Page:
And along came a concept car. This time around we have the Lamborghini Aventador J by AUTOart. Shortly after the release of the Aventador, the team at Lamborghini unveiled the Aventador J Concept at the 2012 Geneva Motor Show. The roofless and windowless concept car uses the same V12 engine as the standard Aventador, producing 700 hp through a lightweight seven-speed automated transmission. Fun fact: the ‘J’ in Aventador J actually stands for Jota, in reference to a 1970s one-off Lamborghini Miura Jota. So how did AUTOart do?
Our model is finished in Verde Ithaca/Metallic Green; the original concept was completed in Rosso J/Metallic Red. Due to timing of the review, the Red is currently unavailable to collectors. The exterior lines of the replica cover the original well, AUTOart did a great job capturing the overall essence of the slick and streamlined design. The panel gaps on my model were a little large on the door side and on the front hood though. I suspect the door gaps are required to facilitate the proper motion of the upswinging doors. My personal favourite angle to appreciate the Aventador J design is definitely from above. So cool!
The front end of the model is executed nicely. Headlights are detailed and defined, front lower grilles are all perforated with Lamborghini logo finishing off the entire package. One thing I noticed is a ‘J’ decal fixed on either side of the lower chin spoiler positioned on the upper fin, though I did not see the same decal on images I reviewed. The rear is much the same. Taillights are replicated in true Aventador J form; again, all the grille work is created with perforated metal. AUTOart went as far as replicating the same carbon material in the license plate as the original. My only call-out here is the left and right vents on either side of the Lamborghini logo are not as deep as the original, though this is a very minor oversight.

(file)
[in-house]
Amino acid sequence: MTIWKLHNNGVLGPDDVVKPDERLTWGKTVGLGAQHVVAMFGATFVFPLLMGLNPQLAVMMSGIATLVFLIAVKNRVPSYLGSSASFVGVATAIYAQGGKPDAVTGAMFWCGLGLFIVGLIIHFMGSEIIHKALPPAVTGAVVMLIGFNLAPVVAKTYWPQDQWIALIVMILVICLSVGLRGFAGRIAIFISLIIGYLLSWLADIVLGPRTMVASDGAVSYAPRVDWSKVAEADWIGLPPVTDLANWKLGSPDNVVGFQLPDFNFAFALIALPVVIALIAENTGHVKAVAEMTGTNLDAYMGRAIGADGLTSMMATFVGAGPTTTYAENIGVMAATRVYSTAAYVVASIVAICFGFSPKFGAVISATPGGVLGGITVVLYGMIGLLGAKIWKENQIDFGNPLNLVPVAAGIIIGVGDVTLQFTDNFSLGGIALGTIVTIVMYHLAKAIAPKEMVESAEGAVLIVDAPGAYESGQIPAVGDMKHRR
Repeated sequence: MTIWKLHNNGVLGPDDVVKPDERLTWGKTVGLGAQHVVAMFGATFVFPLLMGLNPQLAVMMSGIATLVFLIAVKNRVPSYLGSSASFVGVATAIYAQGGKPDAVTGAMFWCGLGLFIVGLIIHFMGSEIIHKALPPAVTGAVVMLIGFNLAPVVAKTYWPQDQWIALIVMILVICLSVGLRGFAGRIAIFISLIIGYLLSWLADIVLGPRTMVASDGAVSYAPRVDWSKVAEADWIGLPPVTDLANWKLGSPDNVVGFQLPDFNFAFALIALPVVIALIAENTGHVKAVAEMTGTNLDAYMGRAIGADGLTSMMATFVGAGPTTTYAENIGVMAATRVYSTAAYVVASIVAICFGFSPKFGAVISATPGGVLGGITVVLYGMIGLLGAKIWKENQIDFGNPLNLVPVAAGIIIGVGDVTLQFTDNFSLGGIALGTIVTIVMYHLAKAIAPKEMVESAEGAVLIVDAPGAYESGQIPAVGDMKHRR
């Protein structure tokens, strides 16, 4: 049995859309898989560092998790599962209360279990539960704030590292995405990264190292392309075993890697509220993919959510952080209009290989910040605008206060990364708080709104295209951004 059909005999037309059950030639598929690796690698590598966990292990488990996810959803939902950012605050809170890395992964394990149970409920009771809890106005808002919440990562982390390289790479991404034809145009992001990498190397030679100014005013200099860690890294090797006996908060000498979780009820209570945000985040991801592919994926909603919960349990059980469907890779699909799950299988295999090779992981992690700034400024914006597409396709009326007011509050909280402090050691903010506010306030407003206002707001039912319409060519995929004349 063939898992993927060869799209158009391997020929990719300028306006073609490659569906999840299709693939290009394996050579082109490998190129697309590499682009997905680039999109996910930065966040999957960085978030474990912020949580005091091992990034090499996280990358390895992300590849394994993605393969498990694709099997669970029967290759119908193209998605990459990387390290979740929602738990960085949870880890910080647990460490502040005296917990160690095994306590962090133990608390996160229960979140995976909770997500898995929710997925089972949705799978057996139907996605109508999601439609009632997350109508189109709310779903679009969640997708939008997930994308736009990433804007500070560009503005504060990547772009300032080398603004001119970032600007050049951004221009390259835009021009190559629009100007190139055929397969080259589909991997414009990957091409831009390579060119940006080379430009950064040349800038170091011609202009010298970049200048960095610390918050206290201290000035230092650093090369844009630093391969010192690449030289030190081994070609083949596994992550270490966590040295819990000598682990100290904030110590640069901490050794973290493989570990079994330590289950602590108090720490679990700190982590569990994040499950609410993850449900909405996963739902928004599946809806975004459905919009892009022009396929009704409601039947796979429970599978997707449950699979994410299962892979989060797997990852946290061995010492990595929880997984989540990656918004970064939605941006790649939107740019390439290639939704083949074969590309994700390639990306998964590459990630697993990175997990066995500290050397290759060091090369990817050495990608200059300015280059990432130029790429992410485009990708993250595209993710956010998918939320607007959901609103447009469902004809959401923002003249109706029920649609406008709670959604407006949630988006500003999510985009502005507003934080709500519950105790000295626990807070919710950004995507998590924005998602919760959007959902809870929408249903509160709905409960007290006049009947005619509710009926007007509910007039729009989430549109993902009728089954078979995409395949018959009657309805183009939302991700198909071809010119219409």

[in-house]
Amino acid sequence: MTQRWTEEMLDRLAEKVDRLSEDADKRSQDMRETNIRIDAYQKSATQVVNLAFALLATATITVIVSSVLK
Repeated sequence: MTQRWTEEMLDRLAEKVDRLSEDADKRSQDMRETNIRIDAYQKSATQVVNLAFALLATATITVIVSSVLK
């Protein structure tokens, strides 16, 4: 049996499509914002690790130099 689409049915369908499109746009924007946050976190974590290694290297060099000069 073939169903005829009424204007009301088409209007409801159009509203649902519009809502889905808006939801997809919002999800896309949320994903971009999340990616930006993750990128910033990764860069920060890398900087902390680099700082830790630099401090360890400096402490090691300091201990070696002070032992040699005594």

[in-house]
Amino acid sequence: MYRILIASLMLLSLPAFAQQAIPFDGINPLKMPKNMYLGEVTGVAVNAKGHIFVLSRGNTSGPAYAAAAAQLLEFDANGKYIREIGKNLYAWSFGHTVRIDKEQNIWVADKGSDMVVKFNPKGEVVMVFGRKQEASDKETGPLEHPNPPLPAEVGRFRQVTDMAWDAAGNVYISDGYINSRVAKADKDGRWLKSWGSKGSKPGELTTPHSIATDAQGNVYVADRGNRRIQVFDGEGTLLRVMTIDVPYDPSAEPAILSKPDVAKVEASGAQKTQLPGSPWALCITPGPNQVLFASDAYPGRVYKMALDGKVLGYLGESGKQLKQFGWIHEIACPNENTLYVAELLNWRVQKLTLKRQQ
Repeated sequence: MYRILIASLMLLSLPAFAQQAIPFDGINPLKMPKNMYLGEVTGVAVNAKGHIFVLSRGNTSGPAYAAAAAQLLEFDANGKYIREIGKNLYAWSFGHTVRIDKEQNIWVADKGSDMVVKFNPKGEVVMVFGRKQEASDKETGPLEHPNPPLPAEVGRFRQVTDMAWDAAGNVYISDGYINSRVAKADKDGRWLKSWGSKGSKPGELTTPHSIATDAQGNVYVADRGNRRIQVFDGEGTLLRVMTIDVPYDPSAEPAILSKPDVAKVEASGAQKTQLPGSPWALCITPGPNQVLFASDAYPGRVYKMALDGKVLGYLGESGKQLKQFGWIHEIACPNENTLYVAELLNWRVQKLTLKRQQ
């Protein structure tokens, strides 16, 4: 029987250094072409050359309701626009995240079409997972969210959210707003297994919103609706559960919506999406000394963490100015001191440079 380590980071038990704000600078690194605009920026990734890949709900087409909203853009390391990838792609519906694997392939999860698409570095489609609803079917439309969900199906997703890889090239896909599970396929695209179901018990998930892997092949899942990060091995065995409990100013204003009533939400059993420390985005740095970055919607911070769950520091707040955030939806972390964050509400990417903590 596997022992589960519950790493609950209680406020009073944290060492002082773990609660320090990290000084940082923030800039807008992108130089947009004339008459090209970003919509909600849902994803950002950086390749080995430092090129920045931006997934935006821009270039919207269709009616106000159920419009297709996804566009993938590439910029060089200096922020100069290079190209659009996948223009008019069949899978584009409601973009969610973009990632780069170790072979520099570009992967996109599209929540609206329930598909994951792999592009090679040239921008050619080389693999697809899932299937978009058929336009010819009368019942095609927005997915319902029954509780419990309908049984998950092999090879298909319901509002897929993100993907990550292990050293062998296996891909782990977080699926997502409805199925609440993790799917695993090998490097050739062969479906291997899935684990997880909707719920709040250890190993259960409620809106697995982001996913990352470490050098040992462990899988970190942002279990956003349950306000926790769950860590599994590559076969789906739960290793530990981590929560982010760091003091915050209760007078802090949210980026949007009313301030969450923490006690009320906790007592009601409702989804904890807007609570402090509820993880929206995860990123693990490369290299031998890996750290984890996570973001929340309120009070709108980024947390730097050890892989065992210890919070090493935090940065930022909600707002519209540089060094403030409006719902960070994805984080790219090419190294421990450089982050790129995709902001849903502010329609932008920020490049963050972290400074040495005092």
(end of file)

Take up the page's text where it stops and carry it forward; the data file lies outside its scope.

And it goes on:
Wheels are beautifully crafted in typical AUTOart form. The calipers here are painted Verde Ithaca to match the exterior along with the centre cap. Everything works and flows perfectly.
The rear motor compartment is accessed by removing the lid. No hinges here, the end user is free to remove it completely. The removable hood is held in place with small magnets to ensure it doesn’t accidentally fall out when the model is held upside down. What is revealed are mucho carbon fibre and that monster V12. All elements are nicely executed, and fit and finish are very, very good throughout. I did notice all the movable cooling elements are static on the Aventador J. Front storage compartment is equally clean. The struts and beautifully engineered hinges work flawlessly and add the level of realism we all like to see.
The interior is nicely appointed, a usual strong point with AUTOart models. The exterior paint flows nicely through the cabinet via the centre console. Seats ate nicely replicated and feature fabric and metal buckles for the seat-belts. I love the low cut glass wind deflectors for driver and passenger, and the slick, aerodynamic rear view mirror. All key elements of the Aventador J.
With the large amounts of Lamborghini models available today, the Aventador J might not find its way into everyone’s collection. I’m a huge fan of concept cars, and lucky to have a great selection of them in my personal collection, so this one is a must have for me. Though the model isn’t perfect as noted above, the overall execution is darn good. Your current available assortment of colours includes green, black, and white, with red to follow shortly. Which colour is perfect for you? Enjoy the pics!